I also had to change the number of squares at the top front section on the shoulders to just two as opposed to the three seen in the photo below. I just couldn't fathom out how two squares from the back shoulder section could possibly line up with three at the front. Even on closer inspection all five rounds on each square can be seen on some of the close ups. Maybe that's why Paul's waistcoat looks a little ill fitting and bunched up around the top of the arms? Look...
image of Paul McCartney in his crochet waistcoat
Want to see my finished vintage waistcoat?
Here it is in all it's granny glory...
Hmm these shots doesn't really do it justice do they? Plus the sunlight has affected the true colour.
Here it is pictured in a more suitable location...
Apart from hats and scarves this is the first 'proper' crocheted garment I've made, and I'm thrilled to bits with it. I adore everything about this colourful little waistcoat of mine, and what it means to me. I mentioned (shamefully) in a previous post about not being completely smitten with granny squares...I take it all back. I loved wearing it for my photo shoot, but have to confess I felt a little self conscious walking around the city centre in it so I took it off after every shot. Boo! Hiss! - I hear you cry! Disappointed in myself I made sure I rectified my lack of Granny Pride and I've worn it a few times since. It certainly would make the appropriate music festival attire - with added flowers in my hair and some long wooden beads - oh yes bring it on! I shall definitely be wearing it with pride at Yarndale this year, so you won't be able to miss me in the crowds!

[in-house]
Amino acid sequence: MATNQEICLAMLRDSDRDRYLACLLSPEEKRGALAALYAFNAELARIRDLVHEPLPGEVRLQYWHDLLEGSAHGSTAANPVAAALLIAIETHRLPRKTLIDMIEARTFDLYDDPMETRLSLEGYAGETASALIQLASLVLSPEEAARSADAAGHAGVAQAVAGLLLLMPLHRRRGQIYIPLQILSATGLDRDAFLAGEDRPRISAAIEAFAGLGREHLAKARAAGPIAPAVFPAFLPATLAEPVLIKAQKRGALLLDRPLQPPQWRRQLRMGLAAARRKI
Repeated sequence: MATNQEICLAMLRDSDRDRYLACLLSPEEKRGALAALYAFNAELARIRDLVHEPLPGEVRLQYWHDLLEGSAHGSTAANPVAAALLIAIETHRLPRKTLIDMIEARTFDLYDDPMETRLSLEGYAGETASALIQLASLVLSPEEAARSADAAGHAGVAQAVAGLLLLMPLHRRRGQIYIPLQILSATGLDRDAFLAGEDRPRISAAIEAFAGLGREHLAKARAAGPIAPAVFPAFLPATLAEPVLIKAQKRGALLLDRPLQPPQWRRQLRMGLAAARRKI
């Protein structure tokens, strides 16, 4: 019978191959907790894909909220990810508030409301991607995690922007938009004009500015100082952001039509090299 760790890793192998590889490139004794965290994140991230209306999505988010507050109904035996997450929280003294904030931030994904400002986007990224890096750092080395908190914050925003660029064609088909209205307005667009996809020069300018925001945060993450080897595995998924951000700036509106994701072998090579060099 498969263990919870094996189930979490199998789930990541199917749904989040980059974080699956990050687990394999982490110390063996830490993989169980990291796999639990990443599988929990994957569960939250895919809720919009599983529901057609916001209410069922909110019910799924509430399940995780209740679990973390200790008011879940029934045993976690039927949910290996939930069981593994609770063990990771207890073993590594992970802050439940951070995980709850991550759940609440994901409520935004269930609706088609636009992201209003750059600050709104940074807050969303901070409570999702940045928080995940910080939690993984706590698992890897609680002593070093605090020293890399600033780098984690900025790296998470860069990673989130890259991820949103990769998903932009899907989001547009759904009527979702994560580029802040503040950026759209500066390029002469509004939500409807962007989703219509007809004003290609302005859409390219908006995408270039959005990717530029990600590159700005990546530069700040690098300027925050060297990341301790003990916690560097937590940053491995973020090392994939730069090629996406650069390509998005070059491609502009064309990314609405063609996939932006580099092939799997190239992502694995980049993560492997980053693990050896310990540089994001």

I'm so interested to know what has happened to Paul's original waistcoat. I couldn't find any information about it's whereabouts online. Does anyone out there know? I really hope he has kept hold of it, and it's tucked away in a drawer somewhere as a treasured keepsake. I did read somewhere that his Auntie knitted him this vest which he also wore during The Magical Mystery Tour. Maybe she crocheted the waistcoat too? I need to improve my knitting skills so I can make this one day to add to my 'Fab' collection.

Technicolour Tank Top
If you fancy making a historical vintage waistcoat to call your very own then go here, and here to find my written photo-tutorial. Who knows, maybe we could start a granny square fashion revival together!? X